iHipHop.com: [Laughs]… So how did the opportunity come up for you to sign with [Lil] Wayne’s Young Money Entertainment?
Jae Millz: I had got at him about throwing a verse on the ‘Holla At A Playa’ remix, and he was like, “Send it to me, and I got you.” He never said anything about money, so that let me know where we stood with each other… [Laughing] So when he did the verse for me, I took a chance and just told him about my situation. To make a long story short, the next day he put me on a one way [ticket] to Miami.
iHipHop.com: So what makes Young Money Entertainment a perfect fit for the “Jae Millz” movement?
Jae Millz: Young Money is a perfect fit for “Jae Millz” because there’s somebody over at Young Money named Dwayne Carter, and he understands me like he knew me for years. Within two months of being around him, he let me have it no holds barred. He said, “Millz you talented as sh*t, but you’re f*cking lazy.” “But I f*ck with you because I see something in you that you might not even see in yourself.”
I knew that was where I needed to be, because I know for a fact he could’ve sent my ass home… [Laughing] But that ain’t what he wanted to do, and obviously he wanted to work, and he really had plans for a n*gga. So that opened my eyes up a lot.
iHipHop.com: I’ve heard a lot of artists say they wouldn’t sign under another rapper, because they probably won’t be the priority. Was that something you thought about?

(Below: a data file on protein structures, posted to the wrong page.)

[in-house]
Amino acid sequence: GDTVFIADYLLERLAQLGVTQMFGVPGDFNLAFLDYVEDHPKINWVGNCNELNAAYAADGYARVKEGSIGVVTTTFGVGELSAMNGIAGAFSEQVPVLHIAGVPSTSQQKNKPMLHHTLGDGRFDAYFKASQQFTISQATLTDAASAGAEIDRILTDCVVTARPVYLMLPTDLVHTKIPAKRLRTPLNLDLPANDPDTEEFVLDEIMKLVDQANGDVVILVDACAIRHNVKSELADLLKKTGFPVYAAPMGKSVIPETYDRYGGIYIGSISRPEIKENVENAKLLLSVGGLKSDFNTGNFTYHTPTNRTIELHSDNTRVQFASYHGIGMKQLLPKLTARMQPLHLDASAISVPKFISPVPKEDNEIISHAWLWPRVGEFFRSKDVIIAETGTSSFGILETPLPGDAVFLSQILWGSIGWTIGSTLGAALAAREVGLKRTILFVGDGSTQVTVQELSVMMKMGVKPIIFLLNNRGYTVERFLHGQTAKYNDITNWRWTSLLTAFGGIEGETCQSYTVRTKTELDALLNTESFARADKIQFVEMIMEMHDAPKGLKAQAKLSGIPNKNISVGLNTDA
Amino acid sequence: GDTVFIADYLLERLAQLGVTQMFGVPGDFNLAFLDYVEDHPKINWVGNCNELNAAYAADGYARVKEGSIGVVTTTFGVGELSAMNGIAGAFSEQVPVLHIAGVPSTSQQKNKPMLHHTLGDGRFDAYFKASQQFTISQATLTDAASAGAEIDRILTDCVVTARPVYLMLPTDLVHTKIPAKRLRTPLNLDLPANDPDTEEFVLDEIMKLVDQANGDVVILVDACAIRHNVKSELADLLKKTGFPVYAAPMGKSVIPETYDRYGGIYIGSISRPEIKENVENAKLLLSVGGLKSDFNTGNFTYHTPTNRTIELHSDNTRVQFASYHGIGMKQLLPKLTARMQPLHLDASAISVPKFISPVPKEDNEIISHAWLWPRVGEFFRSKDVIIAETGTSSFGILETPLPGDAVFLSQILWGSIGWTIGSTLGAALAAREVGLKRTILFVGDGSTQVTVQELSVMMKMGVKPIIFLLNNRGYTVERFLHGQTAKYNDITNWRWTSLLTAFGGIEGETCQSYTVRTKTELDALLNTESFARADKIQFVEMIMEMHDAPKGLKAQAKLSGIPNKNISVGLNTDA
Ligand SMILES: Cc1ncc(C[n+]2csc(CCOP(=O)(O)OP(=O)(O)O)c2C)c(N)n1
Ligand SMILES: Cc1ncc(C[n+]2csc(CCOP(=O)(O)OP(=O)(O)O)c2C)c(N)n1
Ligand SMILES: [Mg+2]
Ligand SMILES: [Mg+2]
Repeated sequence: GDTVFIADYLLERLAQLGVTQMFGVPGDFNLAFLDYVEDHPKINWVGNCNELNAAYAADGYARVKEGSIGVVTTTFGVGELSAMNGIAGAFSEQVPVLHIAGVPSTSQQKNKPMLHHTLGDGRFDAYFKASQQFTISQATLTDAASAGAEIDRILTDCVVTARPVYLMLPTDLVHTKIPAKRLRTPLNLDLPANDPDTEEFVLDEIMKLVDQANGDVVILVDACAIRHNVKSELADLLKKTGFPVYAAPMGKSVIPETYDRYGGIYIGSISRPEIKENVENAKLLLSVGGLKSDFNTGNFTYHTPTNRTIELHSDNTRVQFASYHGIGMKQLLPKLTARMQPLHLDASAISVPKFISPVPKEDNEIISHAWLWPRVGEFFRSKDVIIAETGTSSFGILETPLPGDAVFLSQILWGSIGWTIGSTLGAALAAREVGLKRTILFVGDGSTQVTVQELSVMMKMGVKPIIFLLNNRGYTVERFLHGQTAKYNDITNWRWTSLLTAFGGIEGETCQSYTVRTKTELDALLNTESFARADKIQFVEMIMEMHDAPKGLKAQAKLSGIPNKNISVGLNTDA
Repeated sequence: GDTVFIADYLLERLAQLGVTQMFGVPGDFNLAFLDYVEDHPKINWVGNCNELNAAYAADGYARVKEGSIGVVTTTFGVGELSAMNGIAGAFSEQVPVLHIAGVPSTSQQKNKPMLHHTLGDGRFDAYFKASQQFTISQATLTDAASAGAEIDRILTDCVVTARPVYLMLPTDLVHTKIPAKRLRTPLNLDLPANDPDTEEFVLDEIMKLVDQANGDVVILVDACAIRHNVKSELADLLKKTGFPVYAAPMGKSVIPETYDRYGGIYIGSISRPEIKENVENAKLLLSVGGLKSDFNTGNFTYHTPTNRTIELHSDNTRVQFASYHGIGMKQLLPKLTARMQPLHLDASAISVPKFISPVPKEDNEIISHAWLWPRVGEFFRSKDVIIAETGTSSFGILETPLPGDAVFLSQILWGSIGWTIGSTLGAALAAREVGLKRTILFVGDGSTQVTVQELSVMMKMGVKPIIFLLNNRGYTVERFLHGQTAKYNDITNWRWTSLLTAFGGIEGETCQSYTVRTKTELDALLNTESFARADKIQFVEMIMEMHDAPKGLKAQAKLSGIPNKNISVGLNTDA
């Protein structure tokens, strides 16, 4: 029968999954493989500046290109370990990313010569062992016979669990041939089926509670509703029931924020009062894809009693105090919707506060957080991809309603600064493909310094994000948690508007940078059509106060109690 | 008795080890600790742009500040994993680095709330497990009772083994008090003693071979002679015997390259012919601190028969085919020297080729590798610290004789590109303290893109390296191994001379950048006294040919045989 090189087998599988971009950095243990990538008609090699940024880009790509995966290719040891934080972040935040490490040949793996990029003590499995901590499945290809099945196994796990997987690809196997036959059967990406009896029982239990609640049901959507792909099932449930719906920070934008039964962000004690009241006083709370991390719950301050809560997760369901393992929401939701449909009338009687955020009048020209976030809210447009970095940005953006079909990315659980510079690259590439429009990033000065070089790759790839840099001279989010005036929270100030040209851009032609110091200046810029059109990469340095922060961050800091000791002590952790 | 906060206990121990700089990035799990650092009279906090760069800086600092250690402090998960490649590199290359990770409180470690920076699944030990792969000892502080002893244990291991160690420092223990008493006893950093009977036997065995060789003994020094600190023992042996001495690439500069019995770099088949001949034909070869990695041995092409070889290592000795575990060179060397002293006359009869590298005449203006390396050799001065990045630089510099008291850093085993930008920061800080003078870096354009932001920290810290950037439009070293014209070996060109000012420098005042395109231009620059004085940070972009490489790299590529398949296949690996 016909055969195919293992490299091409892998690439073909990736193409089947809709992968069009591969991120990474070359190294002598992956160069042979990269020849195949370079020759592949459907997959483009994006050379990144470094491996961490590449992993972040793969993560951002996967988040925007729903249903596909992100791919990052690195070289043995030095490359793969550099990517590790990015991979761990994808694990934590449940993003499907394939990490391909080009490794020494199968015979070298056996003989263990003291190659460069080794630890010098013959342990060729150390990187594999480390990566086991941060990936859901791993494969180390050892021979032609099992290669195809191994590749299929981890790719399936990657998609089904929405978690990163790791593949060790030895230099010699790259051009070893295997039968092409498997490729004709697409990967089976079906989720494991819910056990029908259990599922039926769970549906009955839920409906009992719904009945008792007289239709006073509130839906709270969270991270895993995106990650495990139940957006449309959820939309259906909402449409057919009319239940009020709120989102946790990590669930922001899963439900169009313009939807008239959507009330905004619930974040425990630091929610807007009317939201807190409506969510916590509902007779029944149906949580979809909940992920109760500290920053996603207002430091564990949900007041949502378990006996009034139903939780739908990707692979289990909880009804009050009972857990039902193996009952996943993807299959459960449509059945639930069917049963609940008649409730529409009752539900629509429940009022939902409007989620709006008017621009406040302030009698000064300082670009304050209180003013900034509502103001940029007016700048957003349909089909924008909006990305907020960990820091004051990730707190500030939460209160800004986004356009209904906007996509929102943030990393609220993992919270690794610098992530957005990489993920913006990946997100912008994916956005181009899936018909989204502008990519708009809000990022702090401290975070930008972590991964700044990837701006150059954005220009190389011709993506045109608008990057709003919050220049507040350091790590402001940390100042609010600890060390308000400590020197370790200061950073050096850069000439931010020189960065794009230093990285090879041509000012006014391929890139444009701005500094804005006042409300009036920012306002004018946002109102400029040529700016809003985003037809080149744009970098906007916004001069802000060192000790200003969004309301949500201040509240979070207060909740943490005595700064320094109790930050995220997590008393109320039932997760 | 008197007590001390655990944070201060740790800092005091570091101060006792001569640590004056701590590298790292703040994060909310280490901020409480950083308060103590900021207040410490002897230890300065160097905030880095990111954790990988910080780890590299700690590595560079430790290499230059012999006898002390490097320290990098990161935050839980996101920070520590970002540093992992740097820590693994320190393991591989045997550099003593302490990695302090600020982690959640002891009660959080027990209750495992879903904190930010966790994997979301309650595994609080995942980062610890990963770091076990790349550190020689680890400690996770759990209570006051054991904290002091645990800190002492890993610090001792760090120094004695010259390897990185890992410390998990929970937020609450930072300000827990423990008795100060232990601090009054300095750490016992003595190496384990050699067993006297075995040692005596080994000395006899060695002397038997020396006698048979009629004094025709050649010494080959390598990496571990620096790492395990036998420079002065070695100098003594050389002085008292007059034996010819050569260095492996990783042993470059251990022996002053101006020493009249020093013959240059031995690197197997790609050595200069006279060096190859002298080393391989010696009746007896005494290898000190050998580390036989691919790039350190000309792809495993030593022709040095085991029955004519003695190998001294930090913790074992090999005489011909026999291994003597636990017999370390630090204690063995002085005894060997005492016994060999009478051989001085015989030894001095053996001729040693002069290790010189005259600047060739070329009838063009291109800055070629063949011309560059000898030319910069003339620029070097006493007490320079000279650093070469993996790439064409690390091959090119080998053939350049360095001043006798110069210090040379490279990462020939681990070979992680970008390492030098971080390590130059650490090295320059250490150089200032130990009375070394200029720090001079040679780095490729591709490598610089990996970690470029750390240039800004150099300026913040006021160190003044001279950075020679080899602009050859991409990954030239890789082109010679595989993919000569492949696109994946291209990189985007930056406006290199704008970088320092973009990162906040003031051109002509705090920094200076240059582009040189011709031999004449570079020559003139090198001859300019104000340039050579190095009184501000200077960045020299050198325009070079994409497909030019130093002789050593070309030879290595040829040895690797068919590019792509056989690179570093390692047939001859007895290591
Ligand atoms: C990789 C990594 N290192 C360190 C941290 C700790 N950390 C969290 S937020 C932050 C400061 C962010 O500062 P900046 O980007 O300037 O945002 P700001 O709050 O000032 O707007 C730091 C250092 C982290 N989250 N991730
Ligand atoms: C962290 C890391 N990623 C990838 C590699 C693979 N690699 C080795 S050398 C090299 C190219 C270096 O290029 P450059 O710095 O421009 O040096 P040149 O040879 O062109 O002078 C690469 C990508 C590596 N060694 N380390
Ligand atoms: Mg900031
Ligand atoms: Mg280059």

Jae Millz: At first I did, but I thought about that before I came at him. So by the time I hollered at him, I had already let him know. I said, “Wayne I don’t need no release date, I see you got your peoples here doing their thing, so I don’t want nobody thinking I’m trying to come over here and be on some other shit.” I just want to work, that’s it!!!” From there he gave me a handshake and said, “F*ck it, let the lawyers handle the rest.”
iHipHop.com: Do you feel pressure to do big numbers just because you’re now associated with one of the biggest artists in Hip-Hop?
Jae Millz: Of course, but all I do is work. Everything else is in God’s hands. As long as I can smile everyday and provide for my moms and my family, it ain’t no pressure. Wayne said he wants to retire at 35 and enjoy his life, and I’m starting to feel the same way. All I can do is go hard, and we all know the results of going hard, so that’s that!